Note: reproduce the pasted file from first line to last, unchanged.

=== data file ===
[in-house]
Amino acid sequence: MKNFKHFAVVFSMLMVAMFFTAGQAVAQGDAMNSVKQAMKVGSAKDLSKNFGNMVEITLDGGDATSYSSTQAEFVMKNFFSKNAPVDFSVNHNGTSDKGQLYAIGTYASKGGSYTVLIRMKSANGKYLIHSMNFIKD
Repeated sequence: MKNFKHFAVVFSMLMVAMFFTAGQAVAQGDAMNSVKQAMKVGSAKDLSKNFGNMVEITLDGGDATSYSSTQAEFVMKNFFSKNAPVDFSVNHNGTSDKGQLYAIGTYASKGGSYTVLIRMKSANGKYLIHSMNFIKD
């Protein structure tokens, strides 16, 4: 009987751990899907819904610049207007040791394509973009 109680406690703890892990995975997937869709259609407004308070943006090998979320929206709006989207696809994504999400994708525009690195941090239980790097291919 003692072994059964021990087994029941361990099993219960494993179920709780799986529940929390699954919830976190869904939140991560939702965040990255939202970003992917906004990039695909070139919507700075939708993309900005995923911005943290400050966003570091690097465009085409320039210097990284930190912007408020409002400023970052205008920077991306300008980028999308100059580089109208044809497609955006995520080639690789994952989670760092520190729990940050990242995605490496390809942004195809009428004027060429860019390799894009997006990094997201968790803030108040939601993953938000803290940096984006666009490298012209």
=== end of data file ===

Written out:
[in-house]
Amino acid sequence: MKNFKHFAVVFSMLMVAMFFTAGQAVAQGDAMNSVKQAMKVGSAKDLSKNFGNMVEITLDGGDATSYSSTQAEFVMKNFFSKNAPVDFSVNHNGTSDKGQLYAIGTYASKGGSYTVLIRMKSANGKYLIHSMNFIKD
Repeated sequence: MKNFKHFAVVFSMLMVAMFFTAGQAVAQGDAMNSVKQAMKVGSAKDLSKNFGNMVEITLDGGDATSYSSTQAEFVMKNFFSKNAPVDFSVNHNGTSDKGQLYAIGTYASKGGSYTVLIRMKSANGKYLIHSMNFIKD
């Protein structure tokens, strides 16, 4: 009987751990899907819904610049207007040791394509973009 109680406690703890892990995975997937869709259609407004308070943006090998979320929206709006989207696809994504999400994708525009690195941090239980790097291919 003692072994059964021990087994029941361990099993219960494993179920709780799986529940929390699954919830976190869904939140991560939702965040990255939202970003992917906004990039695909070139919507700075939708993309900005995923911005943290400050966003570091690097465009085409320039210097990284930190912007408020409002400023970052205008920077991306300008980028999308100059580089109208044809497609955006995520080639690789994952989670760092520190729990940050990242995605490496390809942004195809009428004027060429860019390799894009997006990094997201968790803030108040939601993953938000803290940096984006666009490298012209």